"You're now in a position where you can easily walk from the Toyota Center to Minute Maid Park to BBVA Compass Stadium. It's an interesting triangle of great venues," said Steven Powell, the Dynamo executive vice president, sitting in the club's offices, which overlook the Houston Astros' ballpark.
"The county and city are very interested in whatever they can do to regenerate this part of the city. Minute Maid Park was an incredible addition. You see the growth and development with some beautiful condos and office buildings. The footprint and what the city looks like now is night and day from what it was ten or 15 years ago. It's safe, it's clean, it's vibrant, it's robust."
With AEG sure to sell its 50 percent ownership stake at some point, the new stadium adds clear value to the franchise. The Dynamo claim that the cozy design means that there is not a bad seat in the house. And there's not a seat to spare for the grand opening, a 22,000 sell-out.
New stadia inevitably provide significant spikes in attendance, crowds that can be preserved if teams are successful after the novelty factor wears off. Sporting Kansas City's average crowd spurted from 10,287 in 2010 to 17,678 in LIVESTRONG Sporting Park last year.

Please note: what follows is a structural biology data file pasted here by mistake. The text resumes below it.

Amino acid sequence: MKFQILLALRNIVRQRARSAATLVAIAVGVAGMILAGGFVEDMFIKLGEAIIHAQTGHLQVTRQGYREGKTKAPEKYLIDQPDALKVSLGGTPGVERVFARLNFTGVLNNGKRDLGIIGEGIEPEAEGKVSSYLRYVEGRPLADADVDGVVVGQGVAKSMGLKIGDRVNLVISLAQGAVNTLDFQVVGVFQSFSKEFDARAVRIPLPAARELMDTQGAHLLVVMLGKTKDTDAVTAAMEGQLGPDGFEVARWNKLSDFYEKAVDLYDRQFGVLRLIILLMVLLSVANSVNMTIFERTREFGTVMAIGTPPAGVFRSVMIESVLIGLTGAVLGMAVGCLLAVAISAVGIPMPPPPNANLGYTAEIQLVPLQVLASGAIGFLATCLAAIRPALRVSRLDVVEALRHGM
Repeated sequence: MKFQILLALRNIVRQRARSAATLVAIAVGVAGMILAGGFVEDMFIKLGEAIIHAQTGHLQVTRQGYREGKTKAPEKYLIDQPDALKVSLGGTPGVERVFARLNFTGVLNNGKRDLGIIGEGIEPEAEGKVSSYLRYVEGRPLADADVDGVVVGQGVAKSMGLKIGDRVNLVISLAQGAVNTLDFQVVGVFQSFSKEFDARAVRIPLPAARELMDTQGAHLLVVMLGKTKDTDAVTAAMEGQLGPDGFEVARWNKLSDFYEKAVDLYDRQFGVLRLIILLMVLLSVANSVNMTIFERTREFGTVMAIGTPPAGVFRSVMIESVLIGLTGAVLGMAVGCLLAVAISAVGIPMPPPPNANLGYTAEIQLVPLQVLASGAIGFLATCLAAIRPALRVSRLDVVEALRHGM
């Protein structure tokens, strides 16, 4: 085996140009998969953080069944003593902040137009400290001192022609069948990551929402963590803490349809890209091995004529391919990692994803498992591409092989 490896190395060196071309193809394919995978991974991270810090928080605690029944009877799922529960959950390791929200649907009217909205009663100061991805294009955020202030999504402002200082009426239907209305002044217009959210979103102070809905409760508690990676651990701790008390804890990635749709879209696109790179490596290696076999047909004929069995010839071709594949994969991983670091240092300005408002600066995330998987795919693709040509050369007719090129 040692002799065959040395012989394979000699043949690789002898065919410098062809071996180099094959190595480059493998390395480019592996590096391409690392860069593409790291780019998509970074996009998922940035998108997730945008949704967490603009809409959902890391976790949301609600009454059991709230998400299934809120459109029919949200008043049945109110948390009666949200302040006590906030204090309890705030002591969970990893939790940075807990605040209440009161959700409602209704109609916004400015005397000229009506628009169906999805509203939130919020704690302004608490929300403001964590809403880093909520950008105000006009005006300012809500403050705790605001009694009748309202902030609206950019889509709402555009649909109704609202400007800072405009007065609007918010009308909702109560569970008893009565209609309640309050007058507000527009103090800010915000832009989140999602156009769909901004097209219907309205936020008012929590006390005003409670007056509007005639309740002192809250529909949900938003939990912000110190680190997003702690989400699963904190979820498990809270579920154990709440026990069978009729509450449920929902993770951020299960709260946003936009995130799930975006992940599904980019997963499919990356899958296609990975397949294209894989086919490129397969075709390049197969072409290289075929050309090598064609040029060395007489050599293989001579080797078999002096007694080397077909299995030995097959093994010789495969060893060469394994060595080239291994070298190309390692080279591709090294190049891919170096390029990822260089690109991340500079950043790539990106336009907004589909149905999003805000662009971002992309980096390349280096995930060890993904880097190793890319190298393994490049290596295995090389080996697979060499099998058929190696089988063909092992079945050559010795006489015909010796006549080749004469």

The Dynamo have doubled their season ticket sales, to 12,000. "I've heard rumors that that number of 12,000 is on par or greater than the Astros and the Rockets. Now that is an interesting statistic," Powell said.
"There are clubs towards the bottom half of the [Barclays] Premier League who don't have 12,000 season ticket holders. And most of them in the Championship. It's been a huge shift for our business, it's been that game-changing shift we anticipated. We've always done a great job in attracting families, Latinos, an international audience that really loved the game. What we were unable to do at Robertson Stadium is really grow our corporate base. People that want to entertain clients, buy suites. Robertson Stadium was growing old and showing signs of that age."
The tired venue they rented from the University of Houston did provide passion and perspiration, but the Dynamo hope that the move to a more luxurious environment will not affect their strong home record.